This is the difference between using a Claims Management Company that are EXPERTS in recovering PPI and using firms that aren’t experts in the sale of BLRI (Business Loan Repayment Insurance) or CORI (Commercial Overdraft Repayment Insurance)
You can call us on 01983 403390 or 01983 280100, pop in for a chat or do it all online now by clicking this link http://www.jmppartnership.com/do-it-all-online-ppi-claim/
If you have used the services of a CMC, a claims management company (other than JMP Partnership) to investigate the sale of PPI to you by Lloyds or Halifax or Bank of Scotland, and you received a letter from them telling you that they investigated your accounts and you had NO PPI then you need to read this URGENTLY.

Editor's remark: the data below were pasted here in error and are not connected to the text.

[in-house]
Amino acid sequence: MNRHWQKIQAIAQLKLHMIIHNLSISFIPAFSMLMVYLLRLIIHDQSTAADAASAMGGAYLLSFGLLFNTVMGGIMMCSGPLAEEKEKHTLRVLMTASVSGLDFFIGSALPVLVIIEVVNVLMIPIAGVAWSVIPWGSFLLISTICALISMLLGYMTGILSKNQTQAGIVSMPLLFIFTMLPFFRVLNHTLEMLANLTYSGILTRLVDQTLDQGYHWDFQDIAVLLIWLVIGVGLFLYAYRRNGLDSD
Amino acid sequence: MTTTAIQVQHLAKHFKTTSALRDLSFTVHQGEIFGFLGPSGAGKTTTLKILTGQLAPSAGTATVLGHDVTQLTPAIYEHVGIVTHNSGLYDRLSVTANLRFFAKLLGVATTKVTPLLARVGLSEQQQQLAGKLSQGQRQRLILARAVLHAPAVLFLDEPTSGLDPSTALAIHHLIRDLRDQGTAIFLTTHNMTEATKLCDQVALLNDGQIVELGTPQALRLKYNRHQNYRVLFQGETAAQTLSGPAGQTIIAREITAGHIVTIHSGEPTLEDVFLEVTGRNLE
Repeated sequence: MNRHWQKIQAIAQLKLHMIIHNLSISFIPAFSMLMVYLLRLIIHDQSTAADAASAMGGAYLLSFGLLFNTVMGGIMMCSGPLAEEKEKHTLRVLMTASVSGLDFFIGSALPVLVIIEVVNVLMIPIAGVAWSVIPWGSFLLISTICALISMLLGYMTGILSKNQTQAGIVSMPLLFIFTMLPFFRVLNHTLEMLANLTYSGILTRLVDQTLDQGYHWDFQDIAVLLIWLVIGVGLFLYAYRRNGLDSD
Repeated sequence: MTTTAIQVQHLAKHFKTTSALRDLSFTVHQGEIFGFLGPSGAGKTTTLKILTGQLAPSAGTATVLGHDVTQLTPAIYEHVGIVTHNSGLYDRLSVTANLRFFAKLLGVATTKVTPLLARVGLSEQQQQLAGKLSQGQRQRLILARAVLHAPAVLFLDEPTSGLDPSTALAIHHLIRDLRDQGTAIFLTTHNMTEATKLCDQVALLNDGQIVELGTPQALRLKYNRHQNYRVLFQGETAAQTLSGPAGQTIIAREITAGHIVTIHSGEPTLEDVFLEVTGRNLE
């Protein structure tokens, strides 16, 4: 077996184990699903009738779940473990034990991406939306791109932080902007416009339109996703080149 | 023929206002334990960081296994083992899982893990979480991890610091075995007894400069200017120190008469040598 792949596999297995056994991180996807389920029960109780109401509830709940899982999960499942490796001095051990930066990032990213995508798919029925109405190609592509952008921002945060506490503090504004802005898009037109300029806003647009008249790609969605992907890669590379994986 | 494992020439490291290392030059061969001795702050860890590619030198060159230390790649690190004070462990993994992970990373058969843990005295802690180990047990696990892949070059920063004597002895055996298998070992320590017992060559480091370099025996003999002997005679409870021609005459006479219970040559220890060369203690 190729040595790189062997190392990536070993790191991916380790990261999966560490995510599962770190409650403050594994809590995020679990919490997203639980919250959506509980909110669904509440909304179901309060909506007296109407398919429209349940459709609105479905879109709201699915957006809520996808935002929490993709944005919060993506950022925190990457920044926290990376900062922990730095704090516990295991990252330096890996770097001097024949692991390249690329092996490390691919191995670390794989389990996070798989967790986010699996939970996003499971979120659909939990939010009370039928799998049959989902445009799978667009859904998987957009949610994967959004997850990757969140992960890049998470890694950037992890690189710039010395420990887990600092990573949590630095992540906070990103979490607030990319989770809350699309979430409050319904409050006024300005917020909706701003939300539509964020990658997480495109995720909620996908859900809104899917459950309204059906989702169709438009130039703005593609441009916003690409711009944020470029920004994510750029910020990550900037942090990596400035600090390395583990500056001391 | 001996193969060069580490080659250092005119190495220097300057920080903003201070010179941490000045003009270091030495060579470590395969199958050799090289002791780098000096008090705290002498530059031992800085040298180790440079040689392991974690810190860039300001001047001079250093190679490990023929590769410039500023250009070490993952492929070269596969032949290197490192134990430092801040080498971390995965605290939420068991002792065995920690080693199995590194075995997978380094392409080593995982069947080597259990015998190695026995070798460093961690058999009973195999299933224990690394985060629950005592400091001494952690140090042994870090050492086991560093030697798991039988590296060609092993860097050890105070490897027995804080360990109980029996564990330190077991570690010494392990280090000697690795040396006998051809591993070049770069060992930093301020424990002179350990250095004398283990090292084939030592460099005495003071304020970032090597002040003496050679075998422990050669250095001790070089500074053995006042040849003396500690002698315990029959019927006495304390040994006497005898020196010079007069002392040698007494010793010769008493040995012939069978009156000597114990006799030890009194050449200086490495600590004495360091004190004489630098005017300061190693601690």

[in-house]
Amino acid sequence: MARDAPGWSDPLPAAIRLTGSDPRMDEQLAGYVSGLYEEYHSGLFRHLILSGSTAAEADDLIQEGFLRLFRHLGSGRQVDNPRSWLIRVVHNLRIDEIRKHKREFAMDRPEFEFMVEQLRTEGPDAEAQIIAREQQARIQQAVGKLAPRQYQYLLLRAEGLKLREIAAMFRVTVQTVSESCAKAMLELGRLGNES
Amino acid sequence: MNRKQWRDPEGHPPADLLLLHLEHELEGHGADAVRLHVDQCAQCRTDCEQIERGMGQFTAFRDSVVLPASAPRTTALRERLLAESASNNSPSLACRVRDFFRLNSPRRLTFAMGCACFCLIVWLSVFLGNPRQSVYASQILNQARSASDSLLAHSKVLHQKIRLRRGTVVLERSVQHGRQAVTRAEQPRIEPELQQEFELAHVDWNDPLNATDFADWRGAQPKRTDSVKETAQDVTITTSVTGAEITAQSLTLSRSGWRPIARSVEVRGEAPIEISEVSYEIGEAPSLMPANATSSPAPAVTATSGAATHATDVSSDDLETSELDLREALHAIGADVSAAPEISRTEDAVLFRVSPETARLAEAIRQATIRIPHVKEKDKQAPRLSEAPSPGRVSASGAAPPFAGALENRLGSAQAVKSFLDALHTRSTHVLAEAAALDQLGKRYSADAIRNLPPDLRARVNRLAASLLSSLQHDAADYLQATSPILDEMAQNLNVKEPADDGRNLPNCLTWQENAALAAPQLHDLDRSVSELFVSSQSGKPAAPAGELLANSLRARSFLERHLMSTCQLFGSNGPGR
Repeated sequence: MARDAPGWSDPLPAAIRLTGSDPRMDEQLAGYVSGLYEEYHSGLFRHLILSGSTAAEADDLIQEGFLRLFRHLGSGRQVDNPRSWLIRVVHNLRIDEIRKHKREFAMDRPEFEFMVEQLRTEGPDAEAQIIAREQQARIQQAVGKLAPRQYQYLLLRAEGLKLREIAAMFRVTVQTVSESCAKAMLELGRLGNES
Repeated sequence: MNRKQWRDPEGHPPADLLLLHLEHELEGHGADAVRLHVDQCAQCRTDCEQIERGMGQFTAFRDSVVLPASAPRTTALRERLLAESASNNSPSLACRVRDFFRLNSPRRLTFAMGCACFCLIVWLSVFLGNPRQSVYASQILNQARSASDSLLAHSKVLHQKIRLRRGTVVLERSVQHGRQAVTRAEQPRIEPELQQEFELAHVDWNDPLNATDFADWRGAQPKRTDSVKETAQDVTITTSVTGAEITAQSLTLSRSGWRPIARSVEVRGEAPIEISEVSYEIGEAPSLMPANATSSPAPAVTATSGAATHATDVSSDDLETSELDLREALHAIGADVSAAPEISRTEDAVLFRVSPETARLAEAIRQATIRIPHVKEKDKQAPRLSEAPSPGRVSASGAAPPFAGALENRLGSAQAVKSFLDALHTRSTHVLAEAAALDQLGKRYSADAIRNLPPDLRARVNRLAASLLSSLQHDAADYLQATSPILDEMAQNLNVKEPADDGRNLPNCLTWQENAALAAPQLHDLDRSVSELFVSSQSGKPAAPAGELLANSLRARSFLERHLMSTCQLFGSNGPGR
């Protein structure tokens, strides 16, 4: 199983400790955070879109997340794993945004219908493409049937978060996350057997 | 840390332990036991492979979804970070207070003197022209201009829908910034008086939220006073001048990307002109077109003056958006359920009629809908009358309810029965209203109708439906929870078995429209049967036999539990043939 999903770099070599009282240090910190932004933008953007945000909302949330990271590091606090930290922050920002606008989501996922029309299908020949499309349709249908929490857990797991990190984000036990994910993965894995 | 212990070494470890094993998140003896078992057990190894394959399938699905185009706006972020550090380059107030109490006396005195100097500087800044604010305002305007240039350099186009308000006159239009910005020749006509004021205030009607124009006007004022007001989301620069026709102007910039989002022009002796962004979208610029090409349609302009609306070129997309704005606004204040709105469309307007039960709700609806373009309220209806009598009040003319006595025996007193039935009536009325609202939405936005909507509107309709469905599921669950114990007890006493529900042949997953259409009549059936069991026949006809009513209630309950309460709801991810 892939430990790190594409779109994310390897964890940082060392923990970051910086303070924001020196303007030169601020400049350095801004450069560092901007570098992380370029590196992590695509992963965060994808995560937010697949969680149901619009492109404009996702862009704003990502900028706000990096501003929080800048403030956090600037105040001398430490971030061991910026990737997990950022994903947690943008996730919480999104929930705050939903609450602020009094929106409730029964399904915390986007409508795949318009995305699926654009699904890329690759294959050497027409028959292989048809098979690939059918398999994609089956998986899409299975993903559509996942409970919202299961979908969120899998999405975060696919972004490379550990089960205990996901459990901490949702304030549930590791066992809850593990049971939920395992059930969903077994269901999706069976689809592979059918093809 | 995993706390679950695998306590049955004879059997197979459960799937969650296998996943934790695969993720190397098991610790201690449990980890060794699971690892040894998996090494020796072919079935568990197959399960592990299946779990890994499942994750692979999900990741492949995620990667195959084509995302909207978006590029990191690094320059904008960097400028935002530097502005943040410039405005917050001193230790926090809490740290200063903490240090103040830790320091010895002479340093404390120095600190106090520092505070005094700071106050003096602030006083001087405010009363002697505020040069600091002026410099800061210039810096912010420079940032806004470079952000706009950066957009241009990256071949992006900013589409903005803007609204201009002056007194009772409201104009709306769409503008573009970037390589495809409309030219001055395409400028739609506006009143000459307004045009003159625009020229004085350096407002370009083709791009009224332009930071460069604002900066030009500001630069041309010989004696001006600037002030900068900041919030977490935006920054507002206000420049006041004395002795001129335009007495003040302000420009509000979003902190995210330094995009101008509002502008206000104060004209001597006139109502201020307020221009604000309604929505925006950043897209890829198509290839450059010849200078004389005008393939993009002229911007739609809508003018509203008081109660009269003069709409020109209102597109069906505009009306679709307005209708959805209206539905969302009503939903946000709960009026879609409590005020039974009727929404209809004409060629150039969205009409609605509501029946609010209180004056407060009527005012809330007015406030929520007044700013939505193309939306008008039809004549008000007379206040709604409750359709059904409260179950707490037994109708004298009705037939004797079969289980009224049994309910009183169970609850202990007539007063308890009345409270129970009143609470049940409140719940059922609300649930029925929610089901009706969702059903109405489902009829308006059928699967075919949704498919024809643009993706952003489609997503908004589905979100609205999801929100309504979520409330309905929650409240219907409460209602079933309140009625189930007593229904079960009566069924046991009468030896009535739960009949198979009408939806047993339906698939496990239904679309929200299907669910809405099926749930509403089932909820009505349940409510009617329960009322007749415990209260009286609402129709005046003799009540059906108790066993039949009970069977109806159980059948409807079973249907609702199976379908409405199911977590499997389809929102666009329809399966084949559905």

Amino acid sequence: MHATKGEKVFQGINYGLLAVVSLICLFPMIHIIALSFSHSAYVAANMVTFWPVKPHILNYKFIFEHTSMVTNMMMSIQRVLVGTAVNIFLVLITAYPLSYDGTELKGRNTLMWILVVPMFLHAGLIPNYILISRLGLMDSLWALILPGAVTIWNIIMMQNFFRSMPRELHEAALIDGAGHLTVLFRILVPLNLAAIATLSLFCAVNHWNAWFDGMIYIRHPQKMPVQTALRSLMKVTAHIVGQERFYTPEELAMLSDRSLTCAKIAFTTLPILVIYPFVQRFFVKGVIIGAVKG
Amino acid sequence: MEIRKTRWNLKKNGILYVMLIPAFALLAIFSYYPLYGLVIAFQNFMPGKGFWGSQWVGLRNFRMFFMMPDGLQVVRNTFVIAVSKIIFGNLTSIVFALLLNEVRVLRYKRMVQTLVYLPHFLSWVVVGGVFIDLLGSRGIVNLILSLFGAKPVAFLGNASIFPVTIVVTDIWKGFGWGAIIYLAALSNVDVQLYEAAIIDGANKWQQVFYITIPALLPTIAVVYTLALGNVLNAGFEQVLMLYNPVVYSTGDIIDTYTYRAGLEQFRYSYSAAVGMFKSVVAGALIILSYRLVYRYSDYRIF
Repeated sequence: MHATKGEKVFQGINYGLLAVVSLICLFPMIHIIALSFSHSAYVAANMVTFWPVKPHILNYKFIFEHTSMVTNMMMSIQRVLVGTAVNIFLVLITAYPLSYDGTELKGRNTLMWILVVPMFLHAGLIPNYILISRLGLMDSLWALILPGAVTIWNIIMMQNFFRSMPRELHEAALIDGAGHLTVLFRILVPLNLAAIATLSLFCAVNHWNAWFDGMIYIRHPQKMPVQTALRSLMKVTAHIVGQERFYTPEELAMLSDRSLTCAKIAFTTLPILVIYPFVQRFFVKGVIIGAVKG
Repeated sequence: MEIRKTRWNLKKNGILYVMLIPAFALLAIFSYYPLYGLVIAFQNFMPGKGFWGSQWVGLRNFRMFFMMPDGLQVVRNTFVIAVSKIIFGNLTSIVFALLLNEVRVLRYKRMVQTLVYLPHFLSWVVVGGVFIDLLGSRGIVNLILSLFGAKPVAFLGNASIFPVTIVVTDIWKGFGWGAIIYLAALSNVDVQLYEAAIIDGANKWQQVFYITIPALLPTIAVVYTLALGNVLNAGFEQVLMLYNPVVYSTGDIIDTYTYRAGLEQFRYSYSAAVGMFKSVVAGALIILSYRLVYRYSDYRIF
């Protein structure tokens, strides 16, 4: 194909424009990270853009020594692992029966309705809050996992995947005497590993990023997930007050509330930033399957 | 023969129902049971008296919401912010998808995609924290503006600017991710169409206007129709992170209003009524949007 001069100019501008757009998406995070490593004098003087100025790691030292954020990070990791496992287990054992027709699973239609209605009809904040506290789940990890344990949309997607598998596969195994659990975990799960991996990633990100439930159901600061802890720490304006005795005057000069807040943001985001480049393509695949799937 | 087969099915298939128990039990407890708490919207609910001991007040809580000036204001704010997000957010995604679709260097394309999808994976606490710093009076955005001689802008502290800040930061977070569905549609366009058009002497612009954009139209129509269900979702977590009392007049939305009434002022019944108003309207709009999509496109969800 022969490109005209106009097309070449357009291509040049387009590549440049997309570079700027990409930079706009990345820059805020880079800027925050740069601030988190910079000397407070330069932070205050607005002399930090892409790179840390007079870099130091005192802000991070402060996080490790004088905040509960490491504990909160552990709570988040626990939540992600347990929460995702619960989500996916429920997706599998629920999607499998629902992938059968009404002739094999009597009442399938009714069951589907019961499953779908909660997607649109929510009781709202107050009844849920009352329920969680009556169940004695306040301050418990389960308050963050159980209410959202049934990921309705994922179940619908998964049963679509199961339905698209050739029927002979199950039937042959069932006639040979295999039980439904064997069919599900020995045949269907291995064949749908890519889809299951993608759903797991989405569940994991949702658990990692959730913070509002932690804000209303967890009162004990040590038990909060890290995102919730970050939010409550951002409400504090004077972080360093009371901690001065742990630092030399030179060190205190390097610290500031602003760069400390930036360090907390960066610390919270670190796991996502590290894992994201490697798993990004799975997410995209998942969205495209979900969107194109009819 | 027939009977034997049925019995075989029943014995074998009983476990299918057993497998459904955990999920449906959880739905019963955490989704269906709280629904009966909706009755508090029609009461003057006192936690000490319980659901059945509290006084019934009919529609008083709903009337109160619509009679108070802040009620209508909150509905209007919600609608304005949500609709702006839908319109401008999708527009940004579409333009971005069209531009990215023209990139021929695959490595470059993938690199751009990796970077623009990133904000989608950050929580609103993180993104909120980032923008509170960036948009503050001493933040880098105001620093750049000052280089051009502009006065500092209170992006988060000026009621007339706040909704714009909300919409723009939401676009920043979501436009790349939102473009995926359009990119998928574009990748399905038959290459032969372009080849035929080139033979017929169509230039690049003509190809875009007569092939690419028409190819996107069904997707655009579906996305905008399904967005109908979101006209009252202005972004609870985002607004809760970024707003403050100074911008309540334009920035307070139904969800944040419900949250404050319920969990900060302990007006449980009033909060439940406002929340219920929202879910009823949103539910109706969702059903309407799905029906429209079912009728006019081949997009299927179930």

CMCs are provided with data via a system known as the ‘PIR process‘. This process is supposed to give us accurate data on the ‘PPI status’ of any accounts you have ever had with these banks. JMP Partnership has always known that the data provided to us on accounts that opened before 2002 is COMPLETELY UNRELIABLE! Lloyds and Halifax Bank of Scotland told us right at the outset that the data they were supplying could only be relied up in respect of accounts that opened after 2002. Prior to that date the ‘PIR process‘ identifies EVERY account as having ‘NO PPI’ even if it did have PPI attached to it. The ‘PIR process’ is not a statutorily regulated process (i.e. there is no legal framework that requires the banks to ensure it is accurate and reliable) in the same way as a Data Subject Access Request is (under the Data Protection Act)